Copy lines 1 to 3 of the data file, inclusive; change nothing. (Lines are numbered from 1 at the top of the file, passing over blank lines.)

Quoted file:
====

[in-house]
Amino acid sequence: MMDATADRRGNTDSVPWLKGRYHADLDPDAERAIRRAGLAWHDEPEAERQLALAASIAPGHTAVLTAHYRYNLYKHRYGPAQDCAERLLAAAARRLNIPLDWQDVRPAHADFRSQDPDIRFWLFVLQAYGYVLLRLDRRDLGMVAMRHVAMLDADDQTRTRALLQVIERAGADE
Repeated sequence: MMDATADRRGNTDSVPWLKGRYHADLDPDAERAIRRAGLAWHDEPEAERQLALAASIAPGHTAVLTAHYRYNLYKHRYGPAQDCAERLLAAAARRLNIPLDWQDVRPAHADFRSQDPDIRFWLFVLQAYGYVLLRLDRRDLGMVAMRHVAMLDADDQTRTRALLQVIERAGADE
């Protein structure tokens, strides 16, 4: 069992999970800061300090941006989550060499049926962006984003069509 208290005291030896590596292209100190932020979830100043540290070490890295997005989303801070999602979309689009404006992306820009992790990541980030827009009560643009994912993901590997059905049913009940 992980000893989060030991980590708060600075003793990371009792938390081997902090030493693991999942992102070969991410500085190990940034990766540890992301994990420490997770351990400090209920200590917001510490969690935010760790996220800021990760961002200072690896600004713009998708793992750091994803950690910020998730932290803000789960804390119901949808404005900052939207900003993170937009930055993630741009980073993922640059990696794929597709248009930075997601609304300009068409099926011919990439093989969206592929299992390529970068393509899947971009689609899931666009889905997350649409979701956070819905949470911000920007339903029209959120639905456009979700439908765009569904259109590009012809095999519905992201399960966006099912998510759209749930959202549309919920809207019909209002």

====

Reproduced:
[in-house]
Amino acid sequence: MMDATADRRGNTDSVPWLKGRYHADLDPDAERAIRRAGLAWHDEPEAERQLALAASIAPGHTAVLTAHYRYNLYKHRYGPAQDCAERLLAAAARRLNIPLDWQDVRPAHADFRSQDPDIRFWLFVLQAYGYVLLRLDRRDLGMVAMRHVAMLDADDQTRTRALLQVIERAGADE
Repeated sequence: MMDATADRRGNTDSVPWLKGRYHADLDPDAERAIRRAGLAWHDEPEAERQLALAASIAPGHTAVLTAHYRYNLYKHRYGPAQDCAERLLAAAARRLNIPLDWQDVRPAHADFRSQDPDIRFWLFVLQAYGYVLLRLDRRDLGMVAMRHVAMLDADDQTRTRALLQVIERAGADE